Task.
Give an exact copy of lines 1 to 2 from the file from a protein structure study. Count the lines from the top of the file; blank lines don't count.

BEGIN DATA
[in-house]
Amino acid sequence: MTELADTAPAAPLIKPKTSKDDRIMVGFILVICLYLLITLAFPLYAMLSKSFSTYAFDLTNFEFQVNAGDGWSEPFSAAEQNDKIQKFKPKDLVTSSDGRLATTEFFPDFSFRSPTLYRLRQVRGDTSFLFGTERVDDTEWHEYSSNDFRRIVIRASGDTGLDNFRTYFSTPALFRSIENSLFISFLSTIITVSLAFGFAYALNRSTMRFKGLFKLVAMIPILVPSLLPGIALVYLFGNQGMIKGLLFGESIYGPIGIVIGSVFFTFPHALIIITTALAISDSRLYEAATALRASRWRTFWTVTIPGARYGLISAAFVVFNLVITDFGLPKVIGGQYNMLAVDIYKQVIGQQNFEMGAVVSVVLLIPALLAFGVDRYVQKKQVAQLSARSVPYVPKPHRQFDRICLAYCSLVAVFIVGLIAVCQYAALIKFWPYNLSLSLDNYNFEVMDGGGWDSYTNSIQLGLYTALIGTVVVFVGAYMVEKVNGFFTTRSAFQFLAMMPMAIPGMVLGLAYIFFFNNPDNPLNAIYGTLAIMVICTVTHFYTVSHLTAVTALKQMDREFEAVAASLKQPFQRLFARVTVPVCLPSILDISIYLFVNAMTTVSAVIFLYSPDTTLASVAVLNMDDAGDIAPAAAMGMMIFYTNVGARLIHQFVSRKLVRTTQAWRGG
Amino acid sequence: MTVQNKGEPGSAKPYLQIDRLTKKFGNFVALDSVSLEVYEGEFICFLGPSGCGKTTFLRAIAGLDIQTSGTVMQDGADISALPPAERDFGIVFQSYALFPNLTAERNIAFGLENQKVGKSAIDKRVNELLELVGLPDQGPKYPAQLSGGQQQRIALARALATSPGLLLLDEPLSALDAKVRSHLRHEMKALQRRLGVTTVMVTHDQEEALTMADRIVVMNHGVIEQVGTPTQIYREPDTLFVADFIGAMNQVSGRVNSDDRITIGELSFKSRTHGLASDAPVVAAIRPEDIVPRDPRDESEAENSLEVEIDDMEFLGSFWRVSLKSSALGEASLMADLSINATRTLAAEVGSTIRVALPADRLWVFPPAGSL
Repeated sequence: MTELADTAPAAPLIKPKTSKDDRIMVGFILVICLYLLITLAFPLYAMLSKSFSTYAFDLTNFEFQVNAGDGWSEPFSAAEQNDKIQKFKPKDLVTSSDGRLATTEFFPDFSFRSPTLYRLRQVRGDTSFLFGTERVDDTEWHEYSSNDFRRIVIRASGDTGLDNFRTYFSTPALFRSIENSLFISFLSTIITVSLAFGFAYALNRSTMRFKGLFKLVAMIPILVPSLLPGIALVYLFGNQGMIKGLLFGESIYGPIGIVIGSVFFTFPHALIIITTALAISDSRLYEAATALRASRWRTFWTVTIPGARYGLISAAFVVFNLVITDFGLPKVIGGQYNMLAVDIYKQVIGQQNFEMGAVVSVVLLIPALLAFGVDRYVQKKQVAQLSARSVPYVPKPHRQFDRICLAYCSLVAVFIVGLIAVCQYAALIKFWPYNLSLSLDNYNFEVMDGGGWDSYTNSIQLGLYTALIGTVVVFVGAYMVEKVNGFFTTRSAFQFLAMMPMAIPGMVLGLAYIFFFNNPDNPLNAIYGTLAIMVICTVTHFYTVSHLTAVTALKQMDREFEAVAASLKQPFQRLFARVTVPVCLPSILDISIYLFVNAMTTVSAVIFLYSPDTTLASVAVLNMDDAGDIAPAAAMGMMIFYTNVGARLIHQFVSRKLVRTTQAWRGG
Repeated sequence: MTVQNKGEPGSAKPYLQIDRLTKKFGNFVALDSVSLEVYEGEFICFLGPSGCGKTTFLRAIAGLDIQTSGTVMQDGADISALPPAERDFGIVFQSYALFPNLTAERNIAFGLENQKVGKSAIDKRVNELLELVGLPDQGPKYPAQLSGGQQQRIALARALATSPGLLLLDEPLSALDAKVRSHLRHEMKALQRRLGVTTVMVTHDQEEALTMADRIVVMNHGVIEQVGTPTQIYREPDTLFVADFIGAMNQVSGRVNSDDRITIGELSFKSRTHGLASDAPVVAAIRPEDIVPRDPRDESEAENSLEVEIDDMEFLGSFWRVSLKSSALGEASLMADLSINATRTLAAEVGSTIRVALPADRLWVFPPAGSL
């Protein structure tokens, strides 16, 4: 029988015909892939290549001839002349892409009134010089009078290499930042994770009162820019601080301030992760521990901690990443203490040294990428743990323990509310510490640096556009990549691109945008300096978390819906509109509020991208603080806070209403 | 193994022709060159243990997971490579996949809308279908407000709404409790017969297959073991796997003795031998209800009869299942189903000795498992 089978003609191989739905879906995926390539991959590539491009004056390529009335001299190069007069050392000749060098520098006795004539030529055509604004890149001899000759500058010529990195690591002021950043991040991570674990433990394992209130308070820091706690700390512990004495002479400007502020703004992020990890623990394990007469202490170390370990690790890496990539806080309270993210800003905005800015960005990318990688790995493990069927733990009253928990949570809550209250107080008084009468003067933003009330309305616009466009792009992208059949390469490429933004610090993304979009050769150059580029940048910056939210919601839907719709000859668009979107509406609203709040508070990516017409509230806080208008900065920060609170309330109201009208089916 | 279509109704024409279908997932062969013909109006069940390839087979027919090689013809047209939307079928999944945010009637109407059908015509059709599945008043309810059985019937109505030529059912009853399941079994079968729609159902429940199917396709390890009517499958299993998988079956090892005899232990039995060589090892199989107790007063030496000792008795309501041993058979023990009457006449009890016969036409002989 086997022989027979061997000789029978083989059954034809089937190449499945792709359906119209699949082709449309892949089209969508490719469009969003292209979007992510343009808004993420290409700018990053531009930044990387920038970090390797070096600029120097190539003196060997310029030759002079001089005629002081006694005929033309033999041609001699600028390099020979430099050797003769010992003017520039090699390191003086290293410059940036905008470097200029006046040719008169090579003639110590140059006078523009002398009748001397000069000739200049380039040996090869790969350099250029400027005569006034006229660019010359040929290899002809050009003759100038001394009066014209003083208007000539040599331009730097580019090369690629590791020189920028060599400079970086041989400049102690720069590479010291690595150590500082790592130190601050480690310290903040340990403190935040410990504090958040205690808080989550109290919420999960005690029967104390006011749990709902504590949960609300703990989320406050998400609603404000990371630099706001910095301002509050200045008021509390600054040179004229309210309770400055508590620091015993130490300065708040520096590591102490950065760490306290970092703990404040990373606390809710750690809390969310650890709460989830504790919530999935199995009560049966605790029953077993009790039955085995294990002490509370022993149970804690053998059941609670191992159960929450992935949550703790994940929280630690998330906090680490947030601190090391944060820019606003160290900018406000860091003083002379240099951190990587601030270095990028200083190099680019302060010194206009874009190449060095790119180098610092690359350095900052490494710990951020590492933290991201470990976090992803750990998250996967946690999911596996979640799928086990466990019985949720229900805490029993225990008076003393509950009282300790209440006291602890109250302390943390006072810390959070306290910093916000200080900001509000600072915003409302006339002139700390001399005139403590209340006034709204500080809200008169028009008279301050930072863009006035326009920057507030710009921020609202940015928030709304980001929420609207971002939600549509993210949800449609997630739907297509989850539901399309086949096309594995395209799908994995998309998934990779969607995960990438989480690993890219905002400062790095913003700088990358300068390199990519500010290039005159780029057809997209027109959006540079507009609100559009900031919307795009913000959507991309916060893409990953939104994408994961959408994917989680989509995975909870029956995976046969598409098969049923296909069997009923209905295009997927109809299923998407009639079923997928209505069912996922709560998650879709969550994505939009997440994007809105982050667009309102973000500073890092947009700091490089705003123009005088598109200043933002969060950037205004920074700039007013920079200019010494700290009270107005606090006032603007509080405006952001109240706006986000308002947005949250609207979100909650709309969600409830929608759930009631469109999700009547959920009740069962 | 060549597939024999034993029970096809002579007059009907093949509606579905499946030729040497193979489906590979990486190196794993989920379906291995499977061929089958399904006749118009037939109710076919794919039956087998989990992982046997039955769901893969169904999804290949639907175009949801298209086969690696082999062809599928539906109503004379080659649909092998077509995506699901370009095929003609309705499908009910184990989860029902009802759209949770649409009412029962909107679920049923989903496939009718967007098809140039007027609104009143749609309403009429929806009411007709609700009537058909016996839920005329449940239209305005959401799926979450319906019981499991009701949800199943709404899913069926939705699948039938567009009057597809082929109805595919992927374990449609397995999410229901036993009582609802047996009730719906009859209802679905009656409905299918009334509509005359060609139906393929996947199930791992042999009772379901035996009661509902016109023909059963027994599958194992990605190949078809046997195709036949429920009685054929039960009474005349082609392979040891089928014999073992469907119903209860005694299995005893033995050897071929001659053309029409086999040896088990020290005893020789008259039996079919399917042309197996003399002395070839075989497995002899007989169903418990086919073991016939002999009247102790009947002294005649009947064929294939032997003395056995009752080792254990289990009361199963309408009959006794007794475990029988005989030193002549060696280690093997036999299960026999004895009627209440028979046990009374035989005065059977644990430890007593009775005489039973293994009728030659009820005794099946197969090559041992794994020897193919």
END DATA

[in-house]
Amino acid sequence: MTELADTAPAAPLIKPKTSKDDRIMVGFILVICLYLLITLAFPLYAMLSKSFSTYAFDLTNFEFQVNAGDGWSEPFSAAEQNDKIQKFKPKDLVTSSDGRLATTEFFPDFSFRSPTLYRLRQVRGDTSFLFGTERVDDTEWHEYSSNDFRRIVIRASGDTGLDNFRTYFSTPALFRSIENSLFISFLSTIITVSLAFGFAYALNRSTMRFKGLFKLVAMIPILVPSLLPGIALVYLFGNQGMIKGLLFGESIYGPIGIVIGSVFFTFPHALIIITTALAISDSRLYEAATALRASRWRTFWTVTIPGARYGLISAAFVVFNLVITDFGLPKVIGGQYNMLAVDIYKQVIGQQNFEMGAVVSVVLLIPALLAFGVDRYVQKKQVAQLSARSVPYVPKPHRQFDRICLAYCSLVAVFIVGLIAVCQYAALIKFWPYNLSLSLDNYNFEVMDGGGWDSYTNSIQLGLYTALIGTVVVFVGAYMVEKVNGFFTTRSAFQFLAMMPMAIPGMVLGLAYIFFFNNPDNPLNAIYGTLAIMVICTVTHFYTVSHLTAVTALKQMDREFEAVAASLKQPFQRLFARVTVPVCLPSILDISIYLFVNAMTTVSAVIFLYSPDTTLASVAVLNMDDAGDIAPAAAMGMMIFYTNVGARLIHQFVSRKLVRTTQAWRGG